Exactly!  It's nuts!  It's assumed that the only two possible answers to a politically-charged comment are : A) preach it! or B) whatever coming out of my mouth is actually a pack of lies and my true views/reasoning are the most evil and nefarious that you can conceive of.  

A relative of mine decided a while back that I am an evil racist who hates brown people, because I said that I thought we should change immigration law to make it much easier for people to immigrate here legally, rather than ignoring immigration law.  The only possible positions in her mind were 100% agreement with her position or pure evil.

Edited by Michelle Conde
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4 hours ago, HomeAgain said:

I don't understand how your questions follow my statement of "But I'm never going to be in favor of teaching kids to hate without dealing with significant pushback from their society on that issue."

If a political or moral opinion is held out of fear or oppression of a people, that is not a just political or moral opinion. It hurts people.  I would want my children to stand up against that.
If a political opinion or moral opinion is held and it does not hurt those around them, but either acts as a personal governance (and not a person foisting oppression on others) or is merely another way of looking at the world, I would want my children to step back and allow the same respect and weight to that as they would expect a person to respect their own.
By teaching my children that oppression deserves equal weight in the world, I would be teaching them to hate, and I would expect society to push back.

 

But the principle here then is that it is ok for you to correct other people's kids on issues they consider morally important.  Great, I guess, if you are the one doing the correcting, if you feels the safety of the weight of public opinion.

Of course 50 years ago, your kid saying they are ok with gays might be the one other adults are correcting, in order to maintain moral standards, in order to avoid creating environment that promotes hurtful practices - and all with the weight of social opinion behind them.

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50 minutes ago, StellaM said:

 

Interesting.

If I chose to tackle a sub group specific issue - and this is a minor one, in the absence of any other information - in a large group context, obviously I'd go general and send out a reminder that the group is diverse in beliefs, and remind your kids to be polite to  and about others. 

I think if it needed tackling specifically - if, for example, it became a pattern of taunting or teasing -, it could have been done privately, parent to parent. 

If the parents were unresponsive, and the problem escalated, I'd take it to whomever ran the group. If I got no response there, I'd leave the group (if it actually appeared to be hostile to my concerns) and share the reason why when asked.

It rubs me up the wrong way for a parent to say they would 'gently correct' my elementary aged child. No, thank you. That's my job. Bring it to me if you have a problem. 

I don't think there is much of a critique of the concept of hate speech from a progressive pov, in which it is defined very broadly. 

So I am not surprised the mom called this out as hate speech. I am a bit suprised given the child was elementary aged, and it was hearsay.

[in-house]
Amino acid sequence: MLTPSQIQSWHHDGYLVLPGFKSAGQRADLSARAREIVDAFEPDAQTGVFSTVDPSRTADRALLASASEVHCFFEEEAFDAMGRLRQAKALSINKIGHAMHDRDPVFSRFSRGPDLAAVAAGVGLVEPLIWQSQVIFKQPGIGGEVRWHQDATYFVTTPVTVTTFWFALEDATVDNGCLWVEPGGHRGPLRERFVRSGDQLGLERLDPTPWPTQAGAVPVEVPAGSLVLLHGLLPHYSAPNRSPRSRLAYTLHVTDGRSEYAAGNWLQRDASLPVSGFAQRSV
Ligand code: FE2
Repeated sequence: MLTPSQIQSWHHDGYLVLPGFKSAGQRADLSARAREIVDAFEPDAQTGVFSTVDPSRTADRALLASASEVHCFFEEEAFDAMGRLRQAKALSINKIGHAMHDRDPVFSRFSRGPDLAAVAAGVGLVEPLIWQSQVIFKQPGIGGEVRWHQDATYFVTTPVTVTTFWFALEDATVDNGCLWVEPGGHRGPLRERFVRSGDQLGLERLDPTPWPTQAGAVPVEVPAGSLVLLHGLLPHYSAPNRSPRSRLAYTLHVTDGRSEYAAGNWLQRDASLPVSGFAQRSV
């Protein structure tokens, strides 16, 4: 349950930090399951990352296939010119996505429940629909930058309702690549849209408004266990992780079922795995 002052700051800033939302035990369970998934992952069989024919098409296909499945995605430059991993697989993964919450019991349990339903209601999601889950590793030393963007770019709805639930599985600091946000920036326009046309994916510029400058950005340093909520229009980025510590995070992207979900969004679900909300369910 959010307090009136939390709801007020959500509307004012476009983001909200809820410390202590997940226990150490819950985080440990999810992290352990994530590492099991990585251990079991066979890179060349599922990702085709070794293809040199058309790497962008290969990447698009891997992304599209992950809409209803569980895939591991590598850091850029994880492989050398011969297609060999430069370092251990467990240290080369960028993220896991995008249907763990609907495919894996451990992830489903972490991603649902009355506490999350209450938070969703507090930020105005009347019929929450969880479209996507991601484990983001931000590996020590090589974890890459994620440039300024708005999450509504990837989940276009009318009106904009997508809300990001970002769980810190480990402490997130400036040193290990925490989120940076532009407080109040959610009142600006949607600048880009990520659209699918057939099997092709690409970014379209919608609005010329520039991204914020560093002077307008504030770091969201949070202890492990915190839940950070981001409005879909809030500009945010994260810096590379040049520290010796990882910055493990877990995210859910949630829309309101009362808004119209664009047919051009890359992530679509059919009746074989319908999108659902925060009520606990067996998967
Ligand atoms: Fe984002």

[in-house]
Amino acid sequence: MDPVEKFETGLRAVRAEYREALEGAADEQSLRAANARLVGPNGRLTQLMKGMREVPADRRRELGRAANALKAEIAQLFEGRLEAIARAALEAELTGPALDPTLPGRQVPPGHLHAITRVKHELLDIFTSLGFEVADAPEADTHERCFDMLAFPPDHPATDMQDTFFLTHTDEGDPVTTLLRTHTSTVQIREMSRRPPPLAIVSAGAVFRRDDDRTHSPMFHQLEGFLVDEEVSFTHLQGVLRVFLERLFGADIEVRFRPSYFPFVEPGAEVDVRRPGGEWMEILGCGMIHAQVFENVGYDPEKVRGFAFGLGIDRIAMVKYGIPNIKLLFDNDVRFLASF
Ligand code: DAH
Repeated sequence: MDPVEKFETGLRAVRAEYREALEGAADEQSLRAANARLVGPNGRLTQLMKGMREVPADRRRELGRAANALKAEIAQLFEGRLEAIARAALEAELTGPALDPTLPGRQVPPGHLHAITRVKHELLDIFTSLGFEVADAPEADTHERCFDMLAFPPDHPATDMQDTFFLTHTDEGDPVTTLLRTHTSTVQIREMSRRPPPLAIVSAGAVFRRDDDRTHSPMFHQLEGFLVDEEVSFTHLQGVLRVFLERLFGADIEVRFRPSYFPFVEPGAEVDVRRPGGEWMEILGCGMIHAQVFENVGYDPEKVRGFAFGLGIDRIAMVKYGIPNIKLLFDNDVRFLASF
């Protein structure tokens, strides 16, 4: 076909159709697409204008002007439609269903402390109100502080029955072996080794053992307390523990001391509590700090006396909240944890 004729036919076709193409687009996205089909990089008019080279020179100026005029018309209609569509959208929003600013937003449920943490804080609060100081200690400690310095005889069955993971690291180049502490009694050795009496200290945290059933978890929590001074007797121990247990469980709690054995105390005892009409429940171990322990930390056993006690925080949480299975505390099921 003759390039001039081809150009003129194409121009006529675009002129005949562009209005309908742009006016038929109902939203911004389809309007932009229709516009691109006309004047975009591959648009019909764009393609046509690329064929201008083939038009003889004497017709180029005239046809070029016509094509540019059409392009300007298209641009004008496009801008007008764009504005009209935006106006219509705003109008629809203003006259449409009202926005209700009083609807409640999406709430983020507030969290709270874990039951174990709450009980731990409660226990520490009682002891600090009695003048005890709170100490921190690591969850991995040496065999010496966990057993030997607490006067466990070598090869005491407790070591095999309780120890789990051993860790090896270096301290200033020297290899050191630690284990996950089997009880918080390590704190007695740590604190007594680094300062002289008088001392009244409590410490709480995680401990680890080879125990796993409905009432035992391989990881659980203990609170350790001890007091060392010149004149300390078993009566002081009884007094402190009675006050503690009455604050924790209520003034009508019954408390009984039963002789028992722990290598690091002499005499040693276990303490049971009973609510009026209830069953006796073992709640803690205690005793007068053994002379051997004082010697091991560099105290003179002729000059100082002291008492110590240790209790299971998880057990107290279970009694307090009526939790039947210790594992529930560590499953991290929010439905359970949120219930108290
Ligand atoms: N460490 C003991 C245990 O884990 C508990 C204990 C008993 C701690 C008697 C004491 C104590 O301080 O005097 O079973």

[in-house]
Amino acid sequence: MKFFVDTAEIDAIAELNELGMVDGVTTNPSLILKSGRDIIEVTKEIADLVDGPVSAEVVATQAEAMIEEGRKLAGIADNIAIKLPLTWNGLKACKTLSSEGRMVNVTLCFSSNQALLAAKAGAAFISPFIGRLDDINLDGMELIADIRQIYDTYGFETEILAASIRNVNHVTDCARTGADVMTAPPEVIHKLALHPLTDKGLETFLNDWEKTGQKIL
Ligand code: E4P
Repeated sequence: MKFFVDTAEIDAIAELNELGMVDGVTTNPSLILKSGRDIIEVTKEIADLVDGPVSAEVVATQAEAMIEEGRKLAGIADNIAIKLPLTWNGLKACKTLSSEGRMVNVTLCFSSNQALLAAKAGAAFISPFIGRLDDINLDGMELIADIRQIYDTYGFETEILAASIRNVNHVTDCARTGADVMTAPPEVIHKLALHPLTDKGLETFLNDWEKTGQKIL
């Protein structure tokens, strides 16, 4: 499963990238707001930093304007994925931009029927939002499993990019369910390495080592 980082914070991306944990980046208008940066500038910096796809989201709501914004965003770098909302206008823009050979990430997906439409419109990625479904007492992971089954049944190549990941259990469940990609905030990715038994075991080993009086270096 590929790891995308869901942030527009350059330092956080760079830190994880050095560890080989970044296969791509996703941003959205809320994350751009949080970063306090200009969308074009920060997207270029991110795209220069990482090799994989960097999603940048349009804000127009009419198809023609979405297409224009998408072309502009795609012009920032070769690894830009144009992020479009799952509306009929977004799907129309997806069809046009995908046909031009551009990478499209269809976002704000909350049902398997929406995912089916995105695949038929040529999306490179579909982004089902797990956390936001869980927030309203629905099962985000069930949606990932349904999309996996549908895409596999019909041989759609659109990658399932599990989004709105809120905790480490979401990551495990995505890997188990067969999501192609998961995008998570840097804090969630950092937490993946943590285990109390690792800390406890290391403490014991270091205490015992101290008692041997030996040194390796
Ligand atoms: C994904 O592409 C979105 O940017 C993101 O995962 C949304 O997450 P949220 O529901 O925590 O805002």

In that same situation, I would have talked with my kids about how different families have different views, that in our family gay people are just like other people, that is it OK to politely respond, and role play some possible responses if it happens again. But what do I know ? I'm a heretic progressive, lol

 

 

Yeah, that is what I would likely do if I thought something needed to be said in a large group - though in this case I think I still would find that particular FB group a weird place to do it.  It seems a bit like, you had a problem in New York so you put out a message to the whole country.

There is something odd about the way people talk about hate speech - I am starting to think maybe people are really not talking about the same thing as I understand it to mean, or what it means in law.

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24 minutes ago, Bluegoat said:

 

But the principle here then is that it is ok for you to correct other people's kids on issues they consider morally important.  Great, I guess, if you are the one doing the correcting, if you feels the safety of the weight of public opinion.

Of course 50 years ago, your kid saying they are ok with gays might be the one other adults are correcting, in order to maintain moral standards, in order to avoid creating environment that promotes hurtful practices - and all with the weight of social opinion behind them.

No, the principle here is that is it okay for me to stop another person's kid when they are hurting members of the group.  Again, I have no issue with you living your life in a way that follows a specific moral path.  I take issue when people use that moral path for themselves as a way to oppress or hurt others.

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16 minutes ago, HomeAgain said:

No, the principle here is that is it okay for me to stop another person's kid when they are hurting members of the group.  Again, I have no issue with you living your life in a way that follows a specific moral path.  I take issue when people use that moral path for themselves as a way to oppress or hurt others.

 

People always think that the reason for their way of life is because it is better for people, less hurtful in the ways that matter.